Q. Knowing this was a possibility were you dreading it or looking forward to it?
DEAN WILSON: I was looking forward to it actually. It's a unique experience to be able to play with her in a tournament atmosphere like this. And I've been a big fan of hers for many years in her career watching her. I think it will be great to be alongside her and watch how someone like her handles herself in this situation in this tournament which is so unique. And again to see her playing it just is great.
Q. Any of you worried about her shooting a lower score?
DEAN WILSON: No. If she plays well and I play bad, anybody can beat me when I play bad.
AARON BARBER: She's going to beat some people, there's no doubt. And I'm worried about 113 people beating me every week. So it's like Dean said, I mean it's a great opportunity for us to be part of history here. This is something we should look forward to. When I first got the call this morning I was like, oh, boy, I was nervous. And then I quickly turned that into excitement. And have you to make it a positive. This is a great learning experience for both of us. It's just fun to be part of history.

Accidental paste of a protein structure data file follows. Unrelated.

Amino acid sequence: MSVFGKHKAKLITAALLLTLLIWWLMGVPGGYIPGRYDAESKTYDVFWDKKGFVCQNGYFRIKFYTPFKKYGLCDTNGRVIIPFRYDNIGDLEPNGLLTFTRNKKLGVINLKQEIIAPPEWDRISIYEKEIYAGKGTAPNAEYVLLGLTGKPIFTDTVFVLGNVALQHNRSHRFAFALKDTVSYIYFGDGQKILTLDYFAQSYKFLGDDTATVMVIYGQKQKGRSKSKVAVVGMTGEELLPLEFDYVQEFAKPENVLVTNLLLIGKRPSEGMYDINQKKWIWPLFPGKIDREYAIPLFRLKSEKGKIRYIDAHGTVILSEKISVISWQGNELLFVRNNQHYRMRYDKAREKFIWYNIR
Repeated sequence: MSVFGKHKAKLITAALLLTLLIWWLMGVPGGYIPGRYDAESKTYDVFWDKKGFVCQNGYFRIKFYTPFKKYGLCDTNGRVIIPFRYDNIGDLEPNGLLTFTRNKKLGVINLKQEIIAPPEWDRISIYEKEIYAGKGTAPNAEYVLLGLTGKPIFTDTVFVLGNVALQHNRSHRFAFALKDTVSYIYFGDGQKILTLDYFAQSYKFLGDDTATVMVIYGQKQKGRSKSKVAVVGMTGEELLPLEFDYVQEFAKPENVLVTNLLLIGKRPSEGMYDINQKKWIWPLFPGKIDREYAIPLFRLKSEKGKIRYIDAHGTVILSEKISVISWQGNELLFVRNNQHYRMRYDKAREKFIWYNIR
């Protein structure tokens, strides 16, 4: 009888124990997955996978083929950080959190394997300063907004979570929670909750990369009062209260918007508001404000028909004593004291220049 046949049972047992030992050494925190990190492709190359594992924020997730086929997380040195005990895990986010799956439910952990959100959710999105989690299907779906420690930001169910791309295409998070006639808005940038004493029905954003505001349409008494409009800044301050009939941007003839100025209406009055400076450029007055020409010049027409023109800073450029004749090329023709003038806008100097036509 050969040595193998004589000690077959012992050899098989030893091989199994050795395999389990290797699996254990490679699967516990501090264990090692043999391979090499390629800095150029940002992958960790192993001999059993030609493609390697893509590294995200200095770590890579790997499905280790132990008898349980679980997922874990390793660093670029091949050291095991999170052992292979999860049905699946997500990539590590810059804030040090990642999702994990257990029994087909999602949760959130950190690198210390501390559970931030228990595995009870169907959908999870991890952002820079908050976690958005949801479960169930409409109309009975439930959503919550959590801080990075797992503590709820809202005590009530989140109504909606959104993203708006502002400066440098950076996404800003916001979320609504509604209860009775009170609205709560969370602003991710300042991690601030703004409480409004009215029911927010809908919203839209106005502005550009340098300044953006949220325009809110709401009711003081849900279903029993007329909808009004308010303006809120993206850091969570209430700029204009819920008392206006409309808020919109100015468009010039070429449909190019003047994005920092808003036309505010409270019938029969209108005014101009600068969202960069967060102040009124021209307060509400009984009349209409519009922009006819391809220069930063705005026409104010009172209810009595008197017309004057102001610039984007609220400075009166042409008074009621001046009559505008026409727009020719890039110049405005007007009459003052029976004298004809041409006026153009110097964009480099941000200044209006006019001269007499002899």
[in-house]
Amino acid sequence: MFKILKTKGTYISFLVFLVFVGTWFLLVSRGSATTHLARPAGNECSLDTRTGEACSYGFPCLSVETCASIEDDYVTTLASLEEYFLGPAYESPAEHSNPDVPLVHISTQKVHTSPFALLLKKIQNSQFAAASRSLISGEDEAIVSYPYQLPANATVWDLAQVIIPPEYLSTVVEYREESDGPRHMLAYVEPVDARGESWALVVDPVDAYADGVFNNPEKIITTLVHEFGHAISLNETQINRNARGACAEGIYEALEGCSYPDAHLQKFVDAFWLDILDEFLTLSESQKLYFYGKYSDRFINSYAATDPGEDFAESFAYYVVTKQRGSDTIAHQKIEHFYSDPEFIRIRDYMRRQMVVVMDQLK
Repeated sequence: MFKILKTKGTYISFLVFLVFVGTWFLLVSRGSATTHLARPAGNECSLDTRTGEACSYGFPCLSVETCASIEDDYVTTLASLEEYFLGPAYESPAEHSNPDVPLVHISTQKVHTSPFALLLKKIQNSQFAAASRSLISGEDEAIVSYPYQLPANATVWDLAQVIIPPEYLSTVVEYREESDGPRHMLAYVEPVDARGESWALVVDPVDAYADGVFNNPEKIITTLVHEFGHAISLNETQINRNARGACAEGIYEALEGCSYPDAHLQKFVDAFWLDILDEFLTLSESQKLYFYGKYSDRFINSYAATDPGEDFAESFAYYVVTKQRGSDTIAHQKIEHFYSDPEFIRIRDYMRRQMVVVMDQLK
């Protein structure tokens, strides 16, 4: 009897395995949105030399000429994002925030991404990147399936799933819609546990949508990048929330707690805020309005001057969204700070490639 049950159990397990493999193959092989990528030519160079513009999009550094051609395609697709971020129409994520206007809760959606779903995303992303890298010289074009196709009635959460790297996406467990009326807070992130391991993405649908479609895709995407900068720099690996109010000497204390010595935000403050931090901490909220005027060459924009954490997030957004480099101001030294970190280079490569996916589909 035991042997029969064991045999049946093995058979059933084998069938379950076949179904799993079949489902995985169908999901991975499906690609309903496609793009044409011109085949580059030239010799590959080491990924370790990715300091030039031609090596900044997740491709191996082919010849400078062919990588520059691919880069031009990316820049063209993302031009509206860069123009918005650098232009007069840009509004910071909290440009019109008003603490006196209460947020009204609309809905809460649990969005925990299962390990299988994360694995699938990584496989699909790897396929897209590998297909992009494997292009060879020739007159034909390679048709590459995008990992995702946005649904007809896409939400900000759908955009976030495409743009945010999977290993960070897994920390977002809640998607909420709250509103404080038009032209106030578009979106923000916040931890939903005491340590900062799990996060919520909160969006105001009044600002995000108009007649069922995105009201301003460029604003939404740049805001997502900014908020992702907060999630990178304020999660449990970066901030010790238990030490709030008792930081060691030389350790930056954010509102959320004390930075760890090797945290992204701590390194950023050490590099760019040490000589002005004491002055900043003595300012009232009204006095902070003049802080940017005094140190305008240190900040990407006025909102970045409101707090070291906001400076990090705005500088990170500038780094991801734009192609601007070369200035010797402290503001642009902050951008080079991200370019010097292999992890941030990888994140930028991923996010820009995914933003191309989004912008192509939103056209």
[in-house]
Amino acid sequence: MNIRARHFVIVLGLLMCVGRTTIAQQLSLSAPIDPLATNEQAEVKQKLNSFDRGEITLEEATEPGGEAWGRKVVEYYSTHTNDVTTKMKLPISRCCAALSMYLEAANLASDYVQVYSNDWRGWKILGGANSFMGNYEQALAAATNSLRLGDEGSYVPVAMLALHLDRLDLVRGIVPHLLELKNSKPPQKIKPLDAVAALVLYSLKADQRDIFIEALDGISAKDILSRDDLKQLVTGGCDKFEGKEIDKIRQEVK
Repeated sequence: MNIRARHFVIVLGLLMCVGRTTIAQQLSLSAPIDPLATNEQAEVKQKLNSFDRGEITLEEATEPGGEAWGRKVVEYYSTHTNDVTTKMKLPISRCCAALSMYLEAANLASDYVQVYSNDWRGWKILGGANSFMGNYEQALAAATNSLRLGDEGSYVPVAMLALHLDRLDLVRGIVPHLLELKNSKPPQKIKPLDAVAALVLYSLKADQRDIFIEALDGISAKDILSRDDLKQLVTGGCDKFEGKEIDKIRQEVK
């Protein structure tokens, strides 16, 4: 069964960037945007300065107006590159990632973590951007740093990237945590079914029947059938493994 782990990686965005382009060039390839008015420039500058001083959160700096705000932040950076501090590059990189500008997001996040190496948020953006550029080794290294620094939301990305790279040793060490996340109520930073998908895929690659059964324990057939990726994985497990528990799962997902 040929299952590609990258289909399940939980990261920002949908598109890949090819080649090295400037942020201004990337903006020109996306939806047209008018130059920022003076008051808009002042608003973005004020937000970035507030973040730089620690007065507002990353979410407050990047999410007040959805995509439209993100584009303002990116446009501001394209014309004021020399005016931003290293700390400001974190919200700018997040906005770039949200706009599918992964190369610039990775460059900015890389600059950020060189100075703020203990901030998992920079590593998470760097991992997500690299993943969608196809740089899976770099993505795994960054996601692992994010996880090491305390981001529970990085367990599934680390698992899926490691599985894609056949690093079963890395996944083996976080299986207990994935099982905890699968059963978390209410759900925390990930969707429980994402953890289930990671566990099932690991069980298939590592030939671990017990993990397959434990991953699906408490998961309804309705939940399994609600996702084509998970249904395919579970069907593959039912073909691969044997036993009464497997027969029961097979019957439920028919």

Q. Would you feel more pressure will be on her?
AARON BARBER: I think she will feel probably more pressure and maybe be more nervous. After all the spotlight's on her. I was surprised that we even had to do a press conference. We're just the two guys playing with her. There's 113 people playing against her. So I'm sure she's going to feel more pressure. And I'm sure she's been under a lot of pressure before, maybe not to this degree but I'm sure she will handle it well.
Q. What about all the distractions that come with this. It happens a lot with Tiger that everybody playing before him or after him has got to deal with cameras going off, camera men moving around, it's tough to stay focused?
AARON BARBER: Yeah it, is. I had the opportunity this year to play in the group in front of Tiger. His first tournament back at the Buick. And that might be the toughest group to be in because the gallery doesn't really care about the group in front of Tiger, they're just getting in a position to see him. So this week it will probably be the same way. There's just going to be a lot of people on just a couple of holes trying to watch the group. It's just going to be something that I'm going to have to -- the first few holes when you're nervous that's going to be a little tricky to get used to, but I'm sure we'll settle down and hopefully all play well early on, make some birdies and I'm sure we'll have a fun group.